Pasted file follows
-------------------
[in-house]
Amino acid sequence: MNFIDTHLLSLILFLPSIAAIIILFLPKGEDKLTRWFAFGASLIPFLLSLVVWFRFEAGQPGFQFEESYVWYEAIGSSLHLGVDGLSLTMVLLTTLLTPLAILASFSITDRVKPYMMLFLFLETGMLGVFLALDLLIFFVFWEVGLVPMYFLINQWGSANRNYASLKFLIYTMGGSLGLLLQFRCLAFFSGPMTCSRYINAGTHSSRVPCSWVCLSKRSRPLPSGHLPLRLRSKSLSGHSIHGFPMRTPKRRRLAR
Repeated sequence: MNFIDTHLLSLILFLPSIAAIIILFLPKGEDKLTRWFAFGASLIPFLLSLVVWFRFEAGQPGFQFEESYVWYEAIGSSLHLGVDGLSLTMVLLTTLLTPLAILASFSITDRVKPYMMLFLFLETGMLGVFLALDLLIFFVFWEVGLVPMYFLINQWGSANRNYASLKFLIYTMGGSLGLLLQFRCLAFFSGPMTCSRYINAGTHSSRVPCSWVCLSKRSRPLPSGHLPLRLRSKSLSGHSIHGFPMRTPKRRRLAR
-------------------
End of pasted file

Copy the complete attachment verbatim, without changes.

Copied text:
[in-house]
Amino acid sequence: MNFIDTHLLSLILFLPSIAAIIILFLPKGEDKLTRWFAFGASLIPFLLSLVVWFRFEAGQPGFQFEESYVWYEAIGSSLHLGVDGLSLTMVLLTTLLTPLAILASFSITDRVKPYMMLFLFLETGMLGVFLALDLLIFFVFWEVGLVPMYFLINQWGSANRNYASLKFLIYTMGGSLGLLLQFRCLAFFSGPMTCSRYINAGTHSSRVPCSWVCLSKRSRPLPSGHLPLRLRSKSLSGHSIHGFPMRTPKRRRLAR
Repeated sequence: MNFIDTHLLSLILFLPSIAAIIILFLPKGEDKLTRWFAFGASLIPFLLSLVVWFRFEAGQPGFQFEESYVWYEAIGSSLHLGVDGLSLTMVLLTTLLTPLAILASFSITDRVKPYMMLFLFLETGMLGVFLALDLLIFFVFWEVGLVPMYFLINQWGSANRNYASLKFLIYTMGGSLGLLLQFRCLAFFSGPMTCSRYINAGTHSSRVPCSWVCLSKRSRPLPSGHLPLRLRSKSLSGHSIHGFPMRTPKRRRLAR